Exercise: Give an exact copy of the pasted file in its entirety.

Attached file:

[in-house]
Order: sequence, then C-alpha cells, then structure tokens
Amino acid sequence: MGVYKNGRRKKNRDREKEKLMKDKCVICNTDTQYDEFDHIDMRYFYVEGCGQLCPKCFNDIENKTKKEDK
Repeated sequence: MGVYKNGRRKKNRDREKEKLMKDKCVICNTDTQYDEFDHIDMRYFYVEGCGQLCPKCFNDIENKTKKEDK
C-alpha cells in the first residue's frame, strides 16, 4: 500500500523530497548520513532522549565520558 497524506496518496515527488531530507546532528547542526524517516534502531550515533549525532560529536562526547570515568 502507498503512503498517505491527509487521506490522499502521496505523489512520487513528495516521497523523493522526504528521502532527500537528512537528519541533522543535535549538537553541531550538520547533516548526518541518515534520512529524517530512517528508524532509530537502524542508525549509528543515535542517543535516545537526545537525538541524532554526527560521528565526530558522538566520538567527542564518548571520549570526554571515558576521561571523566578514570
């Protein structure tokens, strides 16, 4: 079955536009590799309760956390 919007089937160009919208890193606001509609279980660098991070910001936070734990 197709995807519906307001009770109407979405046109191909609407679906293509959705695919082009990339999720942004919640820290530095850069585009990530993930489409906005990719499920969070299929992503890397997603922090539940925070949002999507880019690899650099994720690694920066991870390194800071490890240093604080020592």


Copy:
[in-house]
Order: sequence, then C-alpha cells, then structure tokens
Amino acid sequence: MGVYKNGRRKKNRDREKEKLMKDKCVICNTDTQYDEFDHIDMRYFYVEGCGQLCPKCFNDIENKTKKEDK
Repeated sequence: MGVYKNGRRKKNRDREKEKLMKDKCVICNTDTQYDEFDHIDMRYFYVEGCGQLCPKCFNDIENKTKKEDK
C-alpha cells in the first residue's frame, strides 16, 4: 500500500523530497548520513532522549565520558 497524506496518496515527488531530507546532528547542526524517516534502531550515533549525532560529536562526547570515568 502507498503512503498517505491527509487521506490522499502521496505523489512520487513528495516521497523523493522526504528521502532527500537528512537528519541533522543535535549538537553541531550538520547533516548526518541518515534520512529524517530512517528508524532509530537502524542508525549509528543515535542517543535516545537526545537525538541524532554526527560521528565526530558522538566520538567527542564518548571520549570526554571515558576521561571523566578514570
């Protein structure tokens, strides 16, 4: 079955536009590799309760956390 919007089937160009919208890193606001509609279980660098991070910001936070734990 197709995807519906307001009770109407979405046109191909609407679906293509959705695919082009990339999720942004919640820290530095850069585009990530993930489409906005990719499920969070299929992503890397997603922090539940925070949002999507880019690899650099994720690694920066991870390194800071490890240093604080020592």